The prostate’s most important function is the production of a fluid that, together with sperm cells from the testicles and fluids from other glands, makes up semen. The muscles of the prostate also ensure that the semen is forcefully pressed into the urethra and then expelled outwards during ejaculation.
Prostate problems are common, especially in older men. The most common include an inflamed prostate, an enlarged prostate, and prostate cancer.Symptoms of prostate trouble often appear as difficulty urinating, which might include poor bladder control or weak urine flow.This article provides an overview of the prostate, including its function and structure, where it is, and what medical conditions can affect it.
What is the prostate?
The prostate is a small, soft organ. On average, it is roughly the size of a walnut or a ping-pong ball. It weighs around (30 grams) and is usually soft and smooth to the touch.
The prostate sits deep in the pelvis, between the penis and the bladder. It is possible to feel the prostate gland by placing a finger into the rectum and pressing toward the front of the body.
The urethra, a tube that carries urine and semen out of the body, passes through the prostate. Because the prostate surrounds this tube, prostate problems can affect urine flow.
This organ is one part of male sexual or reproductive anatomy. The other parts include the penis, scrotum, and testes.
What does the prostate do?
A person does not require a functioning prostate to live, but it is important for fertility. The following sections discuss the functions of the prostate.
Helping to produce semen
The primary function of the prostate is to contribute prostatic fluid to semen. The prostate contributes of fluid to the total semen volume. The remainder comes from the seminal vesicles and the testicles .
Prostatic fluid contains components that make semen an ideal substance for sperm cells to live in, including enzymes, zinc, and citric acid. One important enzyme is prostate-specific antigen (PSA), which helps make the semen thinner and more fluid.
The fluid in semen helps the sperm travel down the urethra and survive the journey towards an egg, which is essential for reproduction.
Prostatic fluid is slightly acidic, but other components of semen make it alkaline overall. This is to counteract the acidity of the vagina and protect the sperm from damage.
Closing the urethra during ejaculation
During ejaculation, the prostate contracts and squirts prostatic fluid into the urethra. Here, it mixes with sperm cells and fluid from the seminal vesicles to create semen, which the body then expels.
When the prostate contracts during ejaculation, it closes off the opening between the bladder and urethra, pushing semen through at speed. This is why, in typical anatomic situations, it is impossible to urinate and ejaculate simultaneously.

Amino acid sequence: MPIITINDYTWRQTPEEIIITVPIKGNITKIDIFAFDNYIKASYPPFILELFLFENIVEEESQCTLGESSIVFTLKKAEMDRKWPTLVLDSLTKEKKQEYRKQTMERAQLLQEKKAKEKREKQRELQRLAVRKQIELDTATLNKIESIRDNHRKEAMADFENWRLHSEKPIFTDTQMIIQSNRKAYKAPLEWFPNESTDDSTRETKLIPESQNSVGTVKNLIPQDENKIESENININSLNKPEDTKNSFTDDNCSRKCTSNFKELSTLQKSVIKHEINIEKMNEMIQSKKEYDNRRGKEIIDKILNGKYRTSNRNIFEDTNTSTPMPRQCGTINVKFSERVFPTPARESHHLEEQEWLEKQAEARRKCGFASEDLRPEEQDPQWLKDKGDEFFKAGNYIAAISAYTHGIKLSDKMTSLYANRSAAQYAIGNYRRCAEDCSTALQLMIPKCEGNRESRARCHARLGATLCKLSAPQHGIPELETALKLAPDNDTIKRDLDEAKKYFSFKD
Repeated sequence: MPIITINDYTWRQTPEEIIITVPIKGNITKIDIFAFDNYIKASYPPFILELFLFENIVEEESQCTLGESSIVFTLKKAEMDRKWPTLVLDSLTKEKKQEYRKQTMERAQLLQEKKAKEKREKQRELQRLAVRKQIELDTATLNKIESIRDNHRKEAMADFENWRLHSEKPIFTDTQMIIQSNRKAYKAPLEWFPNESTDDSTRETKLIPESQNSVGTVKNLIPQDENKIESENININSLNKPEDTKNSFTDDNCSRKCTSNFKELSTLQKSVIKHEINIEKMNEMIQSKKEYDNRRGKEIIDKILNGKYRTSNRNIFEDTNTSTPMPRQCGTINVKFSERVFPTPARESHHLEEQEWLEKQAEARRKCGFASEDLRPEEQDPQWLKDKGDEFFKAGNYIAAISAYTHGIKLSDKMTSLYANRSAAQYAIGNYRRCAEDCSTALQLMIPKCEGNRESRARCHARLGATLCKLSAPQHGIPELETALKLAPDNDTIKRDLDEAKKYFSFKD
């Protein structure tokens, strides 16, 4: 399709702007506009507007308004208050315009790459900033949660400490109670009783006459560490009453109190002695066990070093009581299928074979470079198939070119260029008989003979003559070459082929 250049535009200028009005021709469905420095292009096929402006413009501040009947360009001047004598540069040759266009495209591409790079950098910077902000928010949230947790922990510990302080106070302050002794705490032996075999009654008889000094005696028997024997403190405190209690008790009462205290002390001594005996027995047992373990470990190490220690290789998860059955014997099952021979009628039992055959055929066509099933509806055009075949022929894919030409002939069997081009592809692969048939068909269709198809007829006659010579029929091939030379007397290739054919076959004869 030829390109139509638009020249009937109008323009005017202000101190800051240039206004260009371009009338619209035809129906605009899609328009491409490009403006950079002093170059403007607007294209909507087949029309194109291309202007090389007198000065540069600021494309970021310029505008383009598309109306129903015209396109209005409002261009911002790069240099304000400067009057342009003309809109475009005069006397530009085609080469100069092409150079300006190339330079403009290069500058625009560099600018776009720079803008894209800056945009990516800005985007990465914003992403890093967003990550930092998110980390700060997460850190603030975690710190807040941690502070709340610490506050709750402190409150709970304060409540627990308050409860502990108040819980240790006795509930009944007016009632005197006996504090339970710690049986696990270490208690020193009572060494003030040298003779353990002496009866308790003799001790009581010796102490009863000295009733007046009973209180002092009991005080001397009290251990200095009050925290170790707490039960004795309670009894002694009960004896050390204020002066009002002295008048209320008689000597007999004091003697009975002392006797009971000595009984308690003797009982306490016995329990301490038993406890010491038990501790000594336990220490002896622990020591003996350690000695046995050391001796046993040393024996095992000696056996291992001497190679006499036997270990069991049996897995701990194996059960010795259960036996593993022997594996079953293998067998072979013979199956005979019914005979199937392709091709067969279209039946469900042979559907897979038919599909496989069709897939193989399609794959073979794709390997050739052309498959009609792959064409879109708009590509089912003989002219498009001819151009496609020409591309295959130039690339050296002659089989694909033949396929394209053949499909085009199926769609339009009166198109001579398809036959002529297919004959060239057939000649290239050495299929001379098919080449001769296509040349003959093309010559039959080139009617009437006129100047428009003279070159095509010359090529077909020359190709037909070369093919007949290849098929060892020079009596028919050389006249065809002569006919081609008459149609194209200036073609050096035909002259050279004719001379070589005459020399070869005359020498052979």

The prostate needs androgens, which are male sex hormones, such as testosterone, to function correctly.
The prostate contains an enzyme called 5-alpha reductase, which converts testosterone into a biologically active form called dihydrotestosterone (DHT).
This hormone is important for normal prostate development and function. In the developing male, it is crucial for the development of secondary sex characteristics, such as facial hair.
Structure of the prostate
A capsule of connective tissue that contains muscle fibers surrounds the prostate. This capsule makes the prostate feel elastic to the touch.
Scientists often categorize the prostate into four zones that surround the urethra like layers of an onion.
The following layers make up the prostate, beginning with the outer capsule and ending inside the prostate:
- Anterior zone: Made of muscle and fibrous tissues, medical professionals call this zone the anterior fibromuscular zone.
- Peripheral zone: Mostly situated toward the back of the gland, this is where most of the glandular tissue sits.
- Central zone: This surrounds the ejaculatory ducts and makes up around 25% of the prostate’s total mass.
- Transition zone: This is the part of the prostate that surrounds the urethra. It is the only portion of the prostate that continues to grow throughout life.
Symptoms of prostate problems
Prostate conditions often cause problems with urination or bladder control. These may include the following:
- poor bladder control, including frequent bathroom visits
- urinary urgency, sometimes with only a small amount of urine
- difficulty starting the urine stream, or stopping and starting the stream while urinating
- a weak or thin urine stream
Prostate problems can also cause problems with sexual function, urinary tract infections, bladder stones, or in extreme cases, kidney failure.
If a person is unable to urinate at all, they should seek medical attention immediately.
A person should see their doctor if they notice any of the following symptoms:
- pain while urinating or after ejaculation
- pain in the penis, scrotum, or the area between the scrotum and anus
- blood in the urine
- severe discomfort in the abdomen
- a weak urine stream or dribbling at the end of urinating
- fever, chills, or body aches
- trouble controlling the bladder, such as stopping or delaying urination
- inability to empty the bladder completely
- urine with an unusual odor or color